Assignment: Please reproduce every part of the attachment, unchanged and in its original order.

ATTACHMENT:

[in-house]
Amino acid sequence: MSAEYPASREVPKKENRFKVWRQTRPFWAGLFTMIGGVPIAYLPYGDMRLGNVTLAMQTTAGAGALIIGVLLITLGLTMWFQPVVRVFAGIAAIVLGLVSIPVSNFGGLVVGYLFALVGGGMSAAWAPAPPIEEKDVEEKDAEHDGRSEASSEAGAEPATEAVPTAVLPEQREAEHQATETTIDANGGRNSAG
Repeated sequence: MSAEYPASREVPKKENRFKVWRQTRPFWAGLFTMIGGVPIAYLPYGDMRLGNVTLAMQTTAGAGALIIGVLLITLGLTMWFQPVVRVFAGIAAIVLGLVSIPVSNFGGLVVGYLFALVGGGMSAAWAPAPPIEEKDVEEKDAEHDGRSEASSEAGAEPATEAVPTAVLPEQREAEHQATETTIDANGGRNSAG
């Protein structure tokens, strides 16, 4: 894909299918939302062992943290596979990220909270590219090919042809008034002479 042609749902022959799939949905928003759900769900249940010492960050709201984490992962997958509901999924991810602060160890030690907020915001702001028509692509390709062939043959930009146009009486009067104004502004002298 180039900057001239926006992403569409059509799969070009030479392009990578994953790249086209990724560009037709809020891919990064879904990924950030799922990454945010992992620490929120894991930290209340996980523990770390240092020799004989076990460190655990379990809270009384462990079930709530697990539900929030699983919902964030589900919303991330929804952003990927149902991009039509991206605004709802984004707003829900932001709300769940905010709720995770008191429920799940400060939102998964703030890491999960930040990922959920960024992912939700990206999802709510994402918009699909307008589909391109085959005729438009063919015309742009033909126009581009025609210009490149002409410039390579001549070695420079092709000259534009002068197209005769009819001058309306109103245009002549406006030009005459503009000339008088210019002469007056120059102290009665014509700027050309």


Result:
[in-house]
Amino acid sequence: MSAEYPASREVPKKENRFKVWRQTRPFWAGLFTMIGGVPIAYLPYGDMRLGNVTLAMQTTAGAGALIIGVLLITLGLTMWFQPVVRVFAGIAAIVLGLVSIPVSNFGGLVVGYLFALVGGGMSAAWAPAPPIEEKDVEEKDAEHDGRSEASSEAGAEPATEAVPTAVLPEQREAEHQATETTIDANGGRNSAG
Repeated sequence: MSAEYPASREVPKKENRFKVWRQTRPFWAGLFTMIGGVPIAYLPYGDMRLGNVTLAMQTTAGAGALIIGVLLITLGLTMWFQPVVRVFAGIAAIVLGLVSIPVSNFGGLVVGYLFALVGGGMSAAWAPAPPIEEKDVEEKDAEHDGRSEASSEAGAEPATEAVPTAVLPEQREAEHQATETTIDANGGRNSAG
């Protein structure tokens, strides 16, 4: 894909299918939302062992943290596979990220909270590219090919042809008034002479 042609749902022959799939949905928003759900769900249940010492960050709201984490992962997958509901999924991810602060160890030690907020915001702001028509692509390709062939043959930009146009009486009067104004502004002298 180039900057001239926006992403569409059509799969070009030479392009990578994953790249086209990724560009037709809020891919990064879904990924950030799922990454945010992992620490929120894991930290209340996980523990770390240092020799004989076990460190655990379990809270009384462990079930709530697990539900929030699983919902964030589900919303991330929804952003990927149902991009039509991206605004709802984004707003829900932001709300769940905010709720995770008191429920799940400060939102998964703030890491999960930040990922959920960024992912939700990206999802709510994402918009699909307008589909391109085959005729438009063919015309742009033909126009581009025609210009490149002409410039390579001549070695420079092709000259534009002068197209005769009819001058309306109103245009002549406006030009005459503009000339008088210019002469007056120059102290009665014509700027050309």